Public Health Fakes: men with hepatitis, HIV, and mental illnesses will begin to be called up for military service. Issue #56

Public Health Fakes: men with hepatitis, HIV, and mental illnesses will begin to be called up for military service. Issue #56

Photo: / Bumble-Dee
13 September 2023

Since August 25, the order of the Ministry of Defense of Ukraine on amendments to the regulations governing the operation of military medical commissions has come into effect. Its adoption is part of the military medical commissions’ reform, which the Ministry of Health of Ukraine has also joined. Among other things, the list of mild and moderate conditions with which conscripts are fit for military service has been expanded. Russians picked up this news and concluded that Ukraine is already mobilizing even “people with disabilities, those with HIV, and schizophrenics.”

With the support of the USAID Health Reform Support project, VoxCheck analyzes and refutes public health narratives spread in the information space of Ukraine, Belarus, and russia on a weekly basis.

Some Ukrainian Telegram channels are spreading information claiming that men with viral hepatitis, asymptomatic HIV, and mental illnesses will be drafted into military service. Russian sources, on the other hand, assert that Zelenskyi is already “sending even disabled individuals, those with HIV, and schizophrenics to their deaths.”

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What’s the reality?

This concerns Order No. 490 of the Ministry of Defense of Ukraine, “On Approval of Changes to the Regulations on Military Medical Examination in the Armed Forces of Ukraine.” According to the regulation, individuals with the mentioned illnesses were previously subject to conscription under conditions of martial law. The Medical Commission was tasked with individually determining whether a conscript was “fit” or “fit with limitations for service.” Now, the “controversial” articles have been removed, and everyone receives a unanimous verdict of “fit” under conditions of martial law.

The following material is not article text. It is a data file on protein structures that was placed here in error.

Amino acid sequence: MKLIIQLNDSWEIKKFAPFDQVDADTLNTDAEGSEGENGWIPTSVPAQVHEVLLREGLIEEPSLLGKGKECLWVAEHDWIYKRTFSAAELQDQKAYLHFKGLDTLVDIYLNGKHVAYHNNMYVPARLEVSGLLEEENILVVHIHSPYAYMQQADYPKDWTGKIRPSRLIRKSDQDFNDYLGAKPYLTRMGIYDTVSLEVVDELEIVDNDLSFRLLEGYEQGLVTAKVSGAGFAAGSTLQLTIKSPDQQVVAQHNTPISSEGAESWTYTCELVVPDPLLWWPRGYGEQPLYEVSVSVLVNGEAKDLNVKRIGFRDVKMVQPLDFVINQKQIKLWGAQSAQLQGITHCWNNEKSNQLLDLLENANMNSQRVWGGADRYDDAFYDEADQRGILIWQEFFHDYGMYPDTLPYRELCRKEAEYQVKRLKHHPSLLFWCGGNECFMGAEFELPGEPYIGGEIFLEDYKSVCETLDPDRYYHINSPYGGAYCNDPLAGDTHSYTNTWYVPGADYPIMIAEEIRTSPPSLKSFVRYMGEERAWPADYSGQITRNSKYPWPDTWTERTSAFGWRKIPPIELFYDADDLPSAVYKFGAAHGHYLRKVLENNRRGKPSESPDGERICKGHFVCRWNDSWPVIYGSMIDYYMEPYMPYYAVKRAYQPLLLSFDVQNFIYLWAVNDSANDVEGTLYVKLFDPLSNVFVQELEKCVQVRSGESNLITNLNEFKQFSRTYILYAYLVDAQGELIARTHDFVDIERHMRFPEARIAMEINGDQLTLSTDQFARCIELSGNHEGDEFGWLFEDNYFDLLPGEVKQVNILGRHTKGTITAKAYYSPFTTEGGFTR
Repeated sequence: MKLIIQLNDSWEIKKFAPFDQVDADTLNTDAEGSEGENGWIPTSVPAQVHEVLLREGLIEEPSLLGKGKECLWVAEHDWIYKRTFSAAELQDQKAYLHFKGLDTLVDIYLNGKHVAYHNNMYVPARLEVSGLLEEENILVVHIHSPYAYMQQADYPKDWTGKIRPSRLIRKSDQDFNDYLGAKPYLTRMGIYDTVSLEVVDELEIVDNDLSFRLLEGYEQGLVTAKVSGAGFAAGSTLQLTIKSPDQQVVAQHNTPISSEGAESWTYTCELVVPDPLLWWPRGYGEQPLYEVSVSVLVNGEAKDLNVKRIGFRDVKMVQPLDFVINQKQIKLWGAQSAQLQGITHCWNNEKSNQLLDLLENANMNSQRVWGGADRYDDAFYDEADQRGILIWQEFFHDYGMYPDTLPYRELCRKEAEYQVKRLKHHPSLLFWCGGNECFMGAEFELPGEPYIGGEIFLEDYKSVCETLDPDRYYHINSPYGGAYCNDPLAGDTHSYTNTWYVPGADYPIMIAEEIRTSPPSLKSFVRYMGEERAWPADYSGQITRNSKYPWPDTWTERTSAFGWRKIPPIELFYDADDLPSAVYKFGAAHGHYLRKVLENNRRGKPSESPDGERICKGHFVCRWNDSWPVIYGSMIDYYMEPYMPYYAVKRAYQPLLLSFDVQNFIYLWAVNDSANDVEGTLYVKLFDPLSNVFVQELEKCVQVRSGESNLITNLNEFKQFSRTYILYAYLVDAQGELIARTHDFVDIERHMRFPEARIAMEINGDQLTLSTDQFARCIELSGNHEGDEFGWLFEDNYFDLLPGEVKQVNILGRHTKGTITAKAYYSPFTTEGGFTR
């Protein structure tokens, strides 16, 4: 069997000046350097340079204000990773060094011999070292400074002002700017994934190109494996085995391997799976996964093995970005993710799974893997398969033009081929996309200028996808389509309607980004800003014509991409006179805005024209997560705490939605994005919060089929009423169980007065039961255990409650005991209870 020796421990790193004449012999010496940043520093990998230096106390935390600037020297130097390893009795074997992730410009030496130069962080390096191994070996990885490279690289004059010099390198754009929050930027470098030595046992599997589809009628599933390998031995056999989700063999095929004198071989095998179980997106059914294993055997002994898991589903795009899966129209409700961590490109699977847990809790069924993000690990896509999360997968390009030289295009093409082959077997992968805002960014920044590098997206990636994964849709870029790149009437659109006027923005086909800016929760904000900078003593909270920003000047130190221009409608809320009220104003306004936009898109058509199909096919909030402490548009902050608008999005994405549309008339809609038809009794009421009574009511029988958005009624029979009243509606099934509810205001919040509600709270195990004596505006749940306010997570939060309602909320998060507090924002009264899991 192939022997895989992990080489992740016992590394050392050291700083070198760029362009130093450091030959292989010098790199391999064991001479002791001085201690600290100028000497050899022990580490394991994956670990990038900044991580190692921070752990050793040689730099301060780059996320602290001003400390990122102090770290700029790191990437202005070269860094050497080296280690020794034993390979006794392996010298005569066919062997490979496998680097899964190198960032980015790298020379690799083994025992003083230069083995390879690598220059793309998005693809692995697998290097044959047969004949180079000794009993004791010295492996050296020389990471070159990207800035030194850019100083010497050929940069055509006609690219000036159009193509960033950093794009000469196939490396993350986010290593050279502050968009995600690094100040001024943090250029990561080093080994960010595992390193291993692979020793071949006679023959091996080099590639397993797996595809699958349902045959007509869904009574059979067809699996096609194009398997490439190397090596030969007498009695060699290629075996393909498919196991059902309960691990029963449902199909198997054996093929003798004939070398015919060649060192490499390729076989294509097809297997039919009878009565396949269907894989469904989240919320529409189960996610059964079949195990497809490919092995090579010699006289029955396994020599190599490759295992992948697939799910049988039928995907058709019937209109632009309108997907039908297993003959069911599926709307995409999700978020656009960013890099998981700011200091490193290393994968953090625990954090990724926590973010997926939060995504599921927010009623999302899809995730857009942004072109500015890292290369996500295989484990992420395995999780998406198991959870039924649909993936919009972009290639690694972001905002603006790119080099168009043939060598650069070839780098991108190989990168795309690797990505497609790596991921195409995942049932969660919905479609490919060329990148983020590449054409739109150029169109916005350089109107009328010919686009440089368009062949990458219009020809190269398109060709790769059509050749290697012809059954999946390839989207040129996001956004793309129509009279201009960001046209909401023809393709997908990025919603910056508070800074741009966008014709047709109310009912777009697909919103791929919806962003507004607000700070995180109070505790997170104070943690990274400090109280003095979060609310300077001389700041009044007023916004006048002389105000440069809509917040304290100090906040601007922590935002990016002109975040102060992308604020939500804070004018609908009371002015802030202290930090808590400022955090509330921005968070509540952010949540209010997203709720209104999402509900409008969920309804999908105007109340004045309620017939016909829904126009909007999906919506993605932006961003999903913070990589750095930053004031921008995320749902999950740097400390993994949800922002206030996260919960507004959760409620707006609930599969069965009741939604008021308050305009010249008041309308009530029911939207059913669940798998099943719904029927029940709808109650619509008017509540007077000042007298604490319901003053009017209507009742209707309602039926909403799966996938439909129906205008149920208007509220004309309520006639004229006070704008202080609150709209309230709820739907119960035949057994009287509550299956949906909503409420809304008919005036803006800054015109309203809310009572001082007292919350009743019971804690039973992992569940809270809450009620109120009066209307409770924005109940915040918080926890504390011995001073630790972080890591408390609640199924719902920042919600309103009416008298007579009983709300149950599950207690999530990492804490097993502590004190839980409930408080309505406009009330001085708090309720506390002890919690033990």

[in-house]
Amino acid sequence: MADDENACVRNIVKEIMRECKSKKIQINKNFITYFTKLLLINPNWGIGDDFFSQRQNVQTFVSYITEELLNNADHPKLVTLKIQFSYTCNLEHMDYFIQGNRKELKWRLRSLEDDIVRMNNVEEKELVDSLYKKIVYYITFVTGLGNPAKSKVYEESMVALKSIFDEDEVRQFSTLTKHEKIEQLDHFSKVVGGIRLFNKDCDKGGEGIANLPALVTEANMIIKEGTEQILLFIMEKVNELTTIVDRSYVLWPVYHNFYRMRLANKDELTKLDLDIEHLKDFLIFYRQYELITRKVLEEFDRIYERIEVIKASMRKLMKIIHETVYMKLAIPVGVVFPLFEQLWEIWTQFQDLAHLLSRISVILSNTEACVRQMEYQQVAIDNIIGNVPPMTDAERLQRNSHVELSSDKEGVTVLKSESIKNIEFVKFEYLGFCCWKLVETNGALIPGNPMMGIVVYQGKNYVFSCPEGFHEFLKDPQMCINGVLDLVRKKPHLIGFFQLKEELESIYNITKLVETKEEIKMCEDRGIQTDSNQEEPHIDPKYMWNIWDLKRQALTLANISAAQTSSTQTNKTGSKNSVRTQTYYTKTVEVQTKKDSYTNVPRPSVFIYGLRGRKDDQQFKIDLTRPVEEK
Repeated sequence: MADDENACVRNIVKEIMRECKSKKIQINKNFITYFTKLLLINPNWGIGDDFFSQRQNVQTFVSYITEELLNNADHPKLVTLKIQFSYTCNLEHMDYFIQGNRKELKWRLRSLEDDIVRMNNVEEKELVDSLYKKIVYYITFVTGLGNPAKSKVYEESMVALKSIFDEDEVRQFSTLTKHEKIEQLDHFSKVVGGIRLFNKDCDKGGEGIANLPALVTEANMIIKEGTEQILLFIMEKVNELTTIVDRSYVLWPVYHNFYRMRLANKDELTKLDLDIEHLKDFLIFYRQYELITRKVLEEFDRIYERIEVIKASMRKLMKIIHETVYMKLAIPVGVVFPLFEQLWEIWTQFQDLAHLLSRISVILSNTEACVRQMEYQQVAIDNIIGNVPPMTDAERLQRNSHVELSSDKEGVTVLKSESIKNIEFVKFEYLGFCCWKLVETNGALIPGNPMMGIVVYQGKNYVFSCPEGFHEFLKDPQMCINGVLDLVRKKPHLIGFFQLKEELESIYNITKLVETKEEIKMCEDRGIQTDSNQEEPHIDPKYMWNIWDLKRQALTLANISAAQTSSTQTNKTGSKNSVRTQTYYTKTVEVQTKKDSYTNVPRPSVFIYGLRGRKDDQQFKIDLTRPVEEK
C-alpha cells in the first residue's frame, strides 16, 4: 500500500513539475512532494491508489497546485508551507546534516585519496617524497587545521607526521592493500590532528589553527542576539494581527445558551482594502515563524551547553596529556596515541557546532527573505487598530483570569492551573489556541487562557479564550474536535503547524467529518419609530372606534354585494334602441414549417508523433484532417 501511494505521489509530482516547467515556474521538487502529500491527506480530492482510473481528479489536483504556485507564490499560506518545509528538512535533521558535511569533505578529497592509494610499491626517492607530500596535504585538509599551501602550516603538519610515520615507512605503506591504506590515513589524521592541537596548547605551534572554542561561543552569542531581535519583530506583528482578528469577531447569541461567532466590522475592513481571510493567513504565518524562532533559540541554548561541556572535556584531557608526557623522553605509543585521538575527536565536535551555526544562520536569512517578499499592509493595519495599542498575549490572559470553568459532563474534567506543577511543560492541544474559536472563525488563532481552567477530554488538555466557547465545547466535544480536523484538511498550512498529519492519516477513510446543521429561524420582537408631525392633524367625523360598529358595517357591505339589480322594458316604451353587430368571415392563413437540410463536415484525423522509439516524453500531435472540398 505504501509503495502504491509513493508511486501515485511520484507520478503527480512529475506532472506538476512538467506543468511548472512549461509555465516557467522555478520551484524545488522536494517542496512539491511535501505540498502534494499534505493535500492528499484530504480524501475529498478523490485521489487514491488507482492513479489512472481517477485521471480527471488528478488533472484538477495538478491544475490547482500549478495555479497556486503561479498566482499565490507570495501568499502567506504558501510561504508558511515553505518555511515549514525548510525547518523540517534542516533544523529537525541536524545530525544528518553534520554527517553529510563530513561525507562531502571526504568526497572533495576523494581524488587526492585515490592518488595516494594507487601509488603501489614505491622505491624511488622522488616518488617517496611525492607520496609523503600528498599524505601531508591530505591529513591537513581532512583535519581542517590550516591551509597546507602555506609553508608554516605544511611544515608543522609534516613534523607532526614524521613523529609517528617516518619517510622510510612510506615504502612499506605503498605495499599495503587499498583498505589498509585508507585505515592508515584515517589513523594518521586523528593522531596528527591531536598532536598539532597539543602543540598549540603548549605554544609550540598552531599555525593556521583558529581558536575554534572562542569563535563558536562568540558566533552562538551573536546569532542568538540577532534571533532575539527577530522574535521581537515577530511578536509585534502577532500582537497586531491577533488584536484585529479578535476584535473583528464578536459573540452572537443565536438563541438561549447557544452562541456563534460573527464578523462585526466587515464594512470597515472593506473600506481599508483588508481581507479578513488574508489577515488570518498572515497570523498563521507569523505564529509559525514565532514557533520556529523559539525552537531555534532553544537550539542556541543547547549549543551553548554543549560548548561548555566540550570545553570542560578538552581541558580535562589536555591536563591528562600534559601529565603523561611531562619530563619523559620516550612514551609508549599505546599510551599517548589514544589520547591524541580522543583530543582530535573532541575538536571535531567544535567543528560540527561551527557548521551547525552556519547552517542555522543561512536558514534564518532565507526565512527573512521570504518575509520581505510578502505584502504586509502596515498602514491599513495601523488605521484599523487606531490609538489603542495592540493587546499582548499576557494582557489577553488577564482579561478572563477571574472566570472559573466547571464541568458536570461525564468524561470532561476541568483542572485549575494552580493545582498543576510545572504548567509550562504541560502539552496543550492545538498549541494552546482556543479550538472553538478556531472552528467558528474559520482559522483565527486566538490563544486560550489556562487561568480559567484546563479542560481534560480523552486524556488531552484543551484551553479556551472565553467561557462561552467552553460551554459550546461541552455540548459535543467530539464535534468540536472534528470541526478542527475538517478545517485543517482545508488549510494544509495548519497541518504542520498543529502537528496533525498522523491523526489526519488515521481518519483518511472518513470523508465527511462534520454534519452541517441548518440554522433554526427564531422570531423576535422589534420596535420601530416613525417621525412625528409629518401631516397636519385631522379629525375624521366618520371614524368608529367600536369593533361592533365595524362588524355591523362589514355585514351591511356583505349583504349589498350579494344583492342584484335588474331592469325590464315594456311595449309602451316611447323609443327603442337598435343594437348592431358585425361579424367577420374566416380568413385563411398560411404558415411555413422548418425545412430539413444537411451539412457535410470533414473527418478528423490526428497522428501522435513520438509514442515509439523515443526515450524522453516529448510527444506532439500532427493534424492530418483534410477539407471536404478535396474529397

These changes are part of the reform of the Military Medical Commissions. At the beginning of 2023, a working group was formed to address this issue, consisting of relevant ministries, parliamentary committees, units of the Armed Forces of Ukraine, and the NGO “Pryncyp.” This group conducted surveys of military personnel and military medical commissions staff, identified problems, and developed a roadmap for changes, including organizational, legal, and digital aspects. According to Ukraine’s Minister of Health, Viktor Liashko, the following priority issues were identified for resolution: long queues, excessive bureaucracy, paper-based document submission, the potential for corruption in decision-making, and insufficient funding for the system. As explained by Masі Nayem, co-founder of the NGO “Pryncyp,” lawyer, and military expert, the legislative changes are aimed at reducing corruption risks in the military medical commissions’ operations, particularly in the sale of conclusions regarding limited fitness or unfitness based on “controversial” articles.

Source: Ministry of Health of Ukraine

Let’s focus separately on the specific illnesses mentioned in the list. It’s important to emphasize that we’re not talking about the illness in general, but rather about the specific form of its course. All the articles that have been excluded pertain to mild forms, without accompanying or with minor complications. The corresponding diagnoses do not have a significant impact on a person’s way of life. Therefore, the “controversy” has been eliminated for the following articles: